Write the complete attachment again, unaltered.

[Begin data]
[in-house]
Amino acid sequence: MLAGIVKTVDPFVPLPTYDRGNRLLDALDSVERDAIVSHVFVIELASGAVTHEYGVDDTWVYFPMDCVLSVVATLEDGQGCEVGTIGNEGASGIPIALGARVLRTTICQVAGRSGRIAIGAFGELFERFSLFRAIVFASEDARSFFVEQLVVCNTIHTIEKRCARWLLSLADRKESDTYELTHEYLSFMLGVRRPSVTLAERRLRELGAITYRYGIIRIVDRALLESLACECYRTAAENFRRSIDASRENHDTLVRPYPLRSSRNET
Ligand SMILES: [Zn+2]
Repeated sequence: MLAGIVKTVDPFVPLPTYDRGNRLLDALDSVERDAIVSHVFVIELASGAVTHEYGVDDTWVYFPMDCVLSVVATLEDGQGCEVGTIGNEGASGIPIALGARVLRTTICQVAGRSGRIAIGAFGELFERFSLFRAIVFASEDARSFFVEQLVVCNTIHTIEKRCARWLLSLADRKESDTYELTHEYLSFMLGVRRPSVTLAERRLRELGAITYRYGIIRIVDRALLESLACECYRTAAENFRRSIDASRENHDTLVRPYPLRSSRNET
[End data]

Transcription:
[in-house]
Amino acid sequence: MLAGIVKTVDPFVPLPTYDRGNRLLDALDSVERDAIVSHVFVIELASGAVTHEYGVDDTWVYFPMDCVLSVVATLEDGQGCEVGTIGNEGASGIPIALGARVLRTTICQVAGRSGRIAIGAFGELFERFSLFRAIVFASEDARSFFVEQLVVCNTIHTIEKRCARWLLSLADRKESDTYELTHEYLSFMLGVRRPSVTLAERRLRELGAITYRYGIIRIVDRALLESLACECYRTAAENFRRSIDASRENHDTLVRPYPLRSSRNET
Ligand SMILES: [Zn+2]
Repeated sequence: MLAGIVKTVDPFVPLPTYDRGNRLLDALDSVERDAIVSHVFVIELASGAVTHEYGVDDTWVYFPMDCVLSVVATLEDGQGCEVGTIGNEGASGIPIALGARVLRTTICQVAGRSGRIAIGAFGELFERFSLFRAIVFASEDARSFFVEQLVVCNTIHTIEKRCARWLLSLADRKESDTYELTHEYLSFMLGVRRPSVTLAERRLRELGAITYRYGIIRIVDRALLESLACECYRTAAENFRRSIDASRENHDTLVRPYPLRSSRNET